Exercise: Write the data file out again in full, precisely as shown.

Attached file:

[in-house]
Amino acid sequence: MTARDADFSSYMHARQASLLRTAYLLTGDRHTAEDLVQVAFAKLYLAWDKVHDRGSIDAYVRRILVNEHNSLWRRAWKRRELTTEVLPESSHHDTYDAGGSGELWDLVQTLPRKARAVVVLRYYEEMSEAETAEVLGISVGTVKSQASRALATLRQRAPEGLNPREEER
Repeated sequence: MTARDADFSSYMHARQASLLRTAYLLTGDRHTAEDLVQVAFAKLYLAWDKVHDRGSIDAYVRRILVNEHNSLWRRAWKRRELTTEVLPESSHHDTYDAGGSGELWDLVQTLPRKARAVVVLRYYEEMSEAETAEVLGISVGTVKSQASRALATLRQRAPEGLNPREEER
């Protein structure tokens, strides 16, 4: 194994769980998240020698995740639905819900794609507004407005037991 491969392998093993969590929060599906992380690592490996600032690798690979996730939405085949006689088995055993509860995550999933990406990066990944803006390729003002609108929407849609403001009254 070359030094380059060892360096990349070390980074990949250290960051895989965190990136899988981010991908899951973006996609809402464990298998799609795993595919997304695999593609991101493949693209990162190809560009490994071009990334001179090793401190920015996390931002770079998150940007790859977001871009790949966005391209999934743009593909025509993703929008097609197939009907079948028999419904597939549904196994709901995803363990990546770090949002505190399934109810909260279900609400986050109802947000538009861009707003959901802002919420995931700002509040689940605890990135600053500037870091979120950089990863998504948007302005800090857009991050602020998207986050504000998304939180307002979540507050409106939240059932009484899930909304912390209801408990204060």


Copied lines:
[in-house]
Amino acid sequence: MTARDADFSSYMHARQASLLRTAYLLTGDRHTAEDLVQVAFAKLYLAWDKVHDRGSIDAYVRRILVNEHNSLWRRAWKRRELTTEVLPESSHHDTYDAGGSGELWDLVQTLPRKARAVVVLRYYEEMSEAETAEVLGISVGTVKSQASRALATLRQRAPEGLNPREEER
Repeated sequence: MTARDADFSSYMHARQASLLRTAYLLTGDRHTAEDLVQVAFAKLYLAWDKVHDRGSIDAYVRRILVNEHNSLWRRAWKRRELTTEVLPESSHHDTYDAGGSGELWDLVQTLPRKARAVVVLRYYEEMSEAETAEVLGISVGTVKSQASRALATLRQRAPEGLNPREEER
């Protein structure tokens, strides 16, 4: 194994769980998240020698995740639905819900794609507004407005037991 491969392998093993969590929060599906992380690592490996600032690798690979996730939405085949006689088995055993509860995550999933990406990066990944803006390729003002609108929407849609403001009254 070359030094380059060892360096990349070390980074990949250290960051895989965190990136899988981010991908899951973006996609809402464990298998799609795993595919997304695999593609991101493949693209990162190809560009490994071009990334001179090793401190920015996390931002770079998150940007790859977001871009790949966005391209999934743009593909025509993703929008097609197939009907079948028999419904597939549904196994709901995803363990990546770090949002505190399934109810909260279900609400986050109802947000538009861009707003959901802002919420995931700002509040689940605890990135600053500037870091979120950089990863998504948007302005800090857009991050602020998207986050504000998304939180307002979540507050409106939240059932009484899930909304912390209801408990204060």